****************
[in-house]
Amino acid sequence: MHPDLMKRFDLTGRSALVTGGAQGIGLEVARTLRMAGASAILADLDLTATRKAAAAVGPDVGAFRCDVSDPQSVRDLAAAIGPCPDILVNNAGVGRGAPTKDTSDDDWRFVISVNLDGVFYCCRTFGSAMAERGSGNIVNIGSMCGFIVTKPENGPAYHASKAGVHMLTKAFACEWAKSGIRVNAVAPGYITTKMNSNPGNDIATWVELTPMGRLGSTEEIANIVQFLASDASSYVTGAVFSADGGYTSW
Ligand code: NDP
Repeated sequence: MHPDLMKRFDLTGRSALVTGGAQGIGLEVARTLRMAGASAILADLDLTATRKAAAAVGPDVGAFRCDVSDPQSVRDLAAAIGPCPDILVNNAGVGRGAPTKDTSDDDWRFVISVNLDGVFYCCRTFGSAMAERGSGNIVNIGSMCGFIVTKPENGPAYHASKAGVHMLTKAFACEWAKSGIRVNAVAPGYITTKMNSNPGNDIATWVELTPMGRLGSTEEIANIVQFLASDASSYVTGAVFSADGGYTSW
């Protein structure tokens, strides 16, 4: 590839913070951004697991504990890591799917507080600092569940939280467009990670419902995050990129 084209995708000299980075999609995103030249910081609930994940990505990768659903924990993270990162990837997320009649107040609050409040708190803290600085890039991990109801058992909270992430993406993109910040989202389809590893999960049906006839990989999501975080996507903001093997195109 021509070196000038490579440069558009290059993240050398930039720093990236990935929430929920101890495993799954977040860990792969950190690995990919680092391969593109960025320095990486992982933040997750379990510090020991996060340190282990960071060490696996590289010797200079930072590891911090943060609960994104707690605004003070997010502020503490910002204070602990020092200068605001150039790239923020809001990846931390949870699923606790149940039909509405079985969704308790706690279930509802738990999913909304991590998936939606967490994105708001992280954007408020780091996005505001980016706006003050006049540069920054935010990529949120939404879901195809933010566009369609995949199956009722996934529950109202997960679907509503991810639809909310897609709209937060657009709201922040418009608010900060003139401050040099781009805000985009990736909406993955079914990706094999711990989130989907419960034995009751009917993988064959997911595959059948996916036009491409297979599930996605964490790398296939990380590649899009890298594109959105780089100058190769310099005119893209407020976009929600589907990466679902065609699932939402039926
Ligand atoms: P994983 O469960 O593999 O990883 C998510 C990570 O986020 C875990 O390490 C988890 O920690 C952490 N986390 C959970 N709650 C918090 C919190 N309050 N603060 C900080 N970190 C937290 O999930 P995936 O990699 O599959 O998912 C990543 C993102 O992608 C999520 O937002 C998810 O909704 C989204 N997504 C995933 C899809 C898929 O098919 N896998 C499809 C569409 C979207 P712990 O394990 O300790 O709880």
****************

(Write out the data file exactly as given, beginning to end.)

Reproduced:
[in-house]
Amino acid sequence: MHPDLMKRFDLTGRSALVTGGAQGIGLEVARTLRMAGASAILADLDLTATRKAAAAVGPDVGAFRCDVSDPQSVRDLAAAIGPCPDILVNNAGVGRGAPTKDTSDDDWRFVISVNLDGVFYCCRTFGSAMAERGSGNIVNIGSMCGFIVTKPENGPAYHASKAGVHMLTKAFACEWAKSGIRVNAVAPGYITTKMNSNPGNDIATWVELTPMGRLGSTEEIANIVQFLASDASSYVTGAVFSADGGYTSW
Ligand code: NDP
Repeated sequence: MHPDLMKRFDLTGRSALVTGGAQGIGLEVARTLRMAGASAILADLDLTATRKAAAAVGPDVGAFRCDVSDPQSVRDLAAAIGPCPDILVNNAGVGRGAPTKDTSDDDWRFVISVNLDGVFYCCRTFGSAMAERGSGNIVNIGSMCGFIVTKPENGPAYHASKAGVHMLTKAFACEWAKSGIRVNAVAPGYITTKMNSNPGNDIATWVELTPMGRLGSTEEIANIVQFLASDASSYVTGAVFSADGGYTSW
């Protein structure tokens, strides 16, 4: 590839913070951004697991504990890591799917507080600092569940939280467009990670419902995050990129 084209995708000299980075999609995103030249910081609930994940990505990768659903924990993270990162990837997320009649107040609050409040708190803290600085890039991990109801058992909270992430993406993109910040989202389809590893999960049906006839990989999501975080996507903001093997195109 021509070196000038490579440069558009290059993240050398930039720093990236990935929430929920101890495993799954977040860990792969950190690995990919680092391969593109960025320095990486992982933040997750379990510090020991996060340190282990960071060490696996590289010797200079930072590891911090943060609960994104707690605004003070997010502020503490910002204070602990020092200068605001150039790239923020809001990846931390949870699923606790149940039909509405079985969704308790706690279930509802738990999913909304991590998936939606967490994105708001992280954007408020780091996005505001980016706006003050006049540069920054935010990529949120939404879901195809933010566009369609995949199956009722996934529950109202997960679907509503991810639809909310897609709209937060657009709201922040418009608010900060003139401050040099781009805000985009990736909406993955079914990706094999711990989130989907419960034995009751009917993988064959997911595959059948996916036009491409297979599930996605964490790398296939990380590649899009890298594109959105780089100058190769310099005119893209407020976009929600589907990466679902065609699932939402039926
Ligand atoms: P994983 O469960 O593999 O990883 C998510 C990570 O986020 C875990 O390490 C988890 O920690 C952490 N986390 C959970 N709650 C918090 C919190 N309050 N603060 C900080 N970190 C937290 O999930 P995936 O990699 O599959 O998912 C990543 C993102 O992608 C999520 O937002 C998810 O909704 C989204 N997504 C995933 C899809 C898929 O098919 N896998 C499809 C569409 C979207 P712990 O394990 O300790 O709880």